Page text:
Image: Andrew Speaker
William Alsetter  /  AP
Andrew Speaker was released Thursday from Denver's National Jewish Medical and Research Center after successfully completing treatment for tuberculosis.
updated 7/26/2007 2:36:19 PM ET 2007-07-26T18:36:19

The tuberculosis patient who created an international health scare when he flew to Europe for his wedding was released from a hospital Thursday after successfully completing inpatient treatment, officials said.

Andrew Speaker, an Atlanta attorney who had a multidrug-resistant strain of TB, underwent surgery July 17 to remove a diseased portion of his right lung.

The doctors who treated him at National Jewish Medical and Research Center in Denver don’t consider him to be completely cured, but the lung operation and antibiotic treatments “have eliminated any detectable evidence of infection,” the hospital said.

Speaker, who spent eight weeks in the hospital, will still need to continue antibiotic treatment for about two years.

Hospital spokesman William Allstetter said Thursday that Speaker had left Denver in an air ambulance and returned to Georgia to recuperate. He would not specify where except to say that Speaker was not in a hospital. Speaker, reached by telephone Thursday, declined to comment.

“He arrived there safely and he is happy to be home,” Allstetter said.

Speaker is not contagious and could have flown by commercial airliner, but “everyone involved in the case” decided the air ambulance was a better choice because of the attention the case has attracted, the hospital said.

Treatment will be monitored
Allstetter said Speaker is no longer under an isolation order but was instructed to check in with county health officials in Georgia. As with other TB patients, a health worker must watch Speaker take his drugs to make sure he stays on the five-days-a-week regimen, he said.

Federal health officials worked with the Denver hospital to develop a plan to monitor Speaker’s treatment, Centers for Disease Control and Prevention spokesman Tom Skinner said.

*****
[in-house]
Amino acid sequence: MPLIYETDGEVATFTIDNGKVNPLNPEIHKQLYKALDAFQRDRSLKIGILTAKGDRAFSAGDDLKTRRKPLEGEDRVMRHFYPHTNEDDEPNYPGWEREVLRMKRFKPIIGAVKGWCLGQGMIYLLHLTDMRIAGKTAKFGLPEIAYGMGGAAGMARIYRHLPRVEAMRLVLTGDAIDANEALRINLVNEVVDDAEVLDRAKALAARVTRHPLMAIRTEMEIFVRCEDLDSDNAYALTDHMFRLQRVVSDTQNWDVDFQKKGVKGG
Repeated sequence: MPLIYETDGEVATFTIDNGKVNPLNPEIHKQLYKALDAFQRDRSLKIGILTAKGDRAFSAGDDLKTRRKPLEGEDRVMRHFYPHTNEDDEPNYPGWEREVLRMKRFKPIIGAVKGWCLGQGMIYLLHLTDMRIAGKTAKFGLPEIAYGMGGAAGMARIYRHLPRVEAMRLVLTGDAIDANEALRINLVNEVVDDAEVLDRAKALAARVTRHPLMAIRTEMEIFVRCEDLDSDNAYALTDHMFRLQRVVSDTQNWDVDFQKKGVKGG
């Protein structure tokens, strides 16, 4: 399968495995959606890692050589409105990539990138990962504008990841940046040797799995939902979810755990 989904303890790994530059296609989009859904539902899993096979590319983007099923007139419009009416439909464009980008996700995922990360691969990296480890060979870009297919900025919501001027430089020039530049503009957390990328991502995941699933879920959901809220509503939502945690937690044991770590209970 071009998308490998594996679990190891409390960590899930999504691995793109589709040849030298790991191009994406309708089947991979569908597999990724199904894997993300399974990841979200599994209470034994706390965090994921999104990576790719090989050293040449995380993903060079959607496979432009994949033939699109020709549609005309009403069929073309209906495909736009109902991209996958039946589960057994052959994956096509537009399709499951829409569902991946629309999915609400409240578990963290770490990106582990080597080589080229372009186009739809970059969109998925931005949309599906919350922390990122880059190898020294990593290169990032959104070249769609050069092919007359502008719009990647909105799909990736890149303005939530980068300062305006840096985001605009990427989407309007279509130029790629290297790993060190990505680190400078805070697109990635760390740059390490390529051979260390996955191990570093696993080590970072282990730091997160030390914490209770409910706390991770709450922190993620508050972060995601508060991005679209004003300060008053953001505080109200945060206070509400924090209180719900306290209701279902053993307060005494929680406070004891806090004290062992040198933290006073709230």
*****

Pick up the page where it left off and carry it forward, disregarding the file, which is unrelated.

Speaker became the focus of a federal investigation and prompted an international uproar in May when he went ahead with the wedding trip after health officials said they had advised him not to fly. CDC officials notified him while he was there that tests indicated he had extensively drug-resistant tuberculosis; later tests found only the less dangerous multidrug-resistant TB.

Rather than check into a European hospital, Speaker flew to Canada, drove across the border and turned himself in at a U.S. hospital. For a few days, he held the designation as the first American quarantined by the federal government since 1963. He was transferred to National Jewish on May 31.

  1. Don't miss these Health stories
    1. Splash News
      More women opting for preventive mastectomy - but should they be?

      Rates of women who are opting for preventive mastectomies, such as Angeline Jolie, have increased by an estimated 50 percent in recent years, experts say. But many doctors are puzzled because the operation doesn't carry a 100 percent guarantee, it's major surgery -- and women have other options, from a once-a-day pill to careful monitoring.

    2. Larry Page's damaged vocal cords: Treatment comes with trade-offs
    3. Report questioning salt guidelines riles heart experts
    4. CDC: 2012 was deadliest year for West Nile in US
    5. What stresses moms most? Themselves, survey says

Almost all the U.S. passengers who were with Speaker on a May 12 flight from Atlanta to Paris have been contacted, and preliminary tests found no sign they were infected. However, not all of those passengers have gone back for the necessary follow-up tests that would provide conclusive results, Skinner said. The Speakers were the only Americans on the May 24 flight.

Patient recovered quickly
Speaker was in good health, aside from the TB, so he has had a fairly quick recovery after surgery, hospital officials said.

“His case quite honestly wasn’t nearly as complicated as many that we’ve had,” said Dr. Gwen Huitt, director of the hospital’s infectious disease unit.

Speaker never developed a cough or a fever and kept in good shape mentally and physically by reading, responding to correspondence and riding an exercise bike in his hospital room, Huitt said.

“Although we believe there are still a few tuberculosis bacteria in his lungs, ongoing antibiotic therapy should kill those,” Huitt said. “We expect him to return to a full and active life.”

© 2012 The Associated Press. All rights reserved. This material may not be published, broadcast, rewritten or redistributed.


Discussion comments


Most active discussions

  1. votes comments
  2. votes comments
  3. votes comments
  4. votes comments